There was a time when the presence of charcoal in a meal meant it was burnt. In the past two years, though, the world has begun to look at the black stuff with fresh eyes.
The type of charcoal that's grabbing everyone's attention is an activated form. That means it's made by heating common charcoal in the presence of a gas that causes the charcoal to develop lots of internal spaces or 'pores'. These pores help activated charcoal 'trap' chemicals.
Activated charcoal has actually been used by the NHS for decades to treat some cases of poisoning. The charcoal binds to the poison and stops it being further absorbed into the blood.
Recently, certain health bloggers and beauty writers have become evangelical about other potential health benefits associated with the substance.
There's been no shortage of celebrity endorsements, either, with Gwyneth Paltrow and Kim Kardashian both claiming that they consume charcoal as an essential part of their beauty regime.
Articles have appeared in the press that suggest the sooty stuff can help with bloating. The Daily Mail claims that it is "one of the quickest ways to beat the bloat".
InStyle suggests that charcoal can give you clearer skin: "The charcoal powder works to draw out deep-seated debris to purify pores. The mask felt good. Afterwards, my skin looked fresh, smooth, and my pores were noticeably more refined."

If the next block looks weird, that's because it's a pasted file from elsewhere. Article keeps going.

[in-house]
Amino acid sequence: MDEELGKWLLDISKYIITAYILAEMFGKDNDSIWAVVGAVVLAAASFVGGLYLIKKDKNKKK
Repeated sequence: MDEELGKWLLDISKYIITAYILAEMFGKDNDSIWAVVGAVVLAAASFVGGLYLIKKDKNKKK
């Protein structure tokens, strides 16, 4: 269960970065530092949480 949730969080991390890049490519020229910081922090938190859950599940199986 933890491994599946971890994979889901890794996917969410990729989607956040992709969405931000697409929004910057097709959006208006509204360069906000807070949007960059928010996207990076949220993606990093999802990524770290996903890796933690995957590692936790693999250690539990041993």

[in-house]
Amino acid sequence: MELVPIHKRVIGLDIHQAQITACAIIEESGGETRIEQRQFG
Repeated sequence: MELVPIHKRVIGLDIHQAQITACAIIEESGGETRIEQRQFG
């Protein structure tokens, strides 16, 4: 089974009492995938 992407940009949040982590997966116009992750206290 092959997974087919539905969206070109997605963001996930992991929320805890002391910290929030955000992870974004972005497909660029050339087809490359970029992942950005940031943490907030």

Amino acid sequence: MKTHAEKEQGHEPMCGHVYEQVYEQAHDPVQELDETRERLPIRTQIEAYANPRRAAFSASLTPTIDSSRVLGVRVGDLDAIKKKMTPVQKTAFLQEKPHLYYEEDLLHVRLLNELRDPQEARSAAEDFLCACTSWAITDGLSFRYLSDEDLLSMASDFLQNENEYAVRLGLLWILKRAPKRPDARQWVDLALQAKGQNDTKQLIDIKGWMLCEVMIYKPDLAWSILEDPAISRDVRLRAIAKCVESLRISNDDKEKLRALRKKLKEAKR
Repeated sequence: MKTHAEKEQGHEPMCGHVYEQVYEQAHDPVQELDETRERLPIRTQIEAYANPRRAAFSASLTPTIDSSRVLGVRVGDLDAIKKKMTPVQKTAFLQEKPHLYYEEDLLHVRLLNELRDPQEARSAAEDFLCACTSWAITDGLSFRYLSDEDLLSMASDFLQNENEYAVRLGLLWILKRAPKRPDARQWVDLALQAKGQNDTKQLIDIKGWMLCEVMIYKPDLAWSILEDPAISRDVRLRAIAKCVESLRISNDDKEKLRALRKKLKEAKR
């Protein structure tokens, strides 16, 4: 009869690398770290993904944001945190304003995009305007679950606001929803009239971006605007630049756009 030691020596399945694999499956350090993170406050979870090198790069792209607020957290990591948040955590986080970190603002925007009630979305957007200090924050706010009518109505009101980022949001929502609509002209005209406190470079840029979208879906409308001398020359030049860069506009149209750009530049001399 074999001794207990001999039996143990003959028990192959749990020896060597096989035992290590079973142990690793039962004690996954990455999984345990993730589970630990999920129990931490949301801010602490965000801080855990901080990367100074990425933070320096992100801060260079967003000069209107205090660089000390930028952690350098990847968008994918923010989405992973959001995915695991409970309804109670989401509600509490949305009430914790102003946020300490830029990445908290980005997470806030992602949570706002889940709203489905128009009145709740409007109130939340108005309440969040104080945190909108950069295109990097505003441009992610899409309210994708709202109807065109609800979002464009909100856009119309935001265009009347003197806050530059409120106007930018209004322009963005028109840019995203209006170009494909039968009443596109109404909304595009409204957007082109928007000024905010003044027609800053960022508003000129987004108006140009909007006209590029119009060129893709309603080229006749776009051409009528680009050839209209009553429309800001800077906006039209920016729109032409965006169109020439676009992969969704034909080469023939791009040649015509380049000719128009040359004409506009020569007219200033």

It's also been suggested that charcoal can have tooth whitening qualities, leading to an influx of charcoal-related teeth whitening products to the market.
It's not just toothpaste makers who have got in on the charcoal band wagon. Off the back of the hype, food manufacturers and retailers are adding charcoal as an ingredient to a whole range of products.
Waitrose already sells charcoal bagels that come with the seal of approval from Heston Blumenthal, and any day now the high end supermarket will start selling charcoal pizza, which will come with an eye-catching black pizza base.
Independent coffee shops are getting in on the act, too. Charcoal lattes are now widely available in big cities like London. The Farm Girl Cafe in Portobello, for example, serves a Latte Black with activated charcoal and date syrup.
But are we all buying in to another hollow health trend for health trend's sake?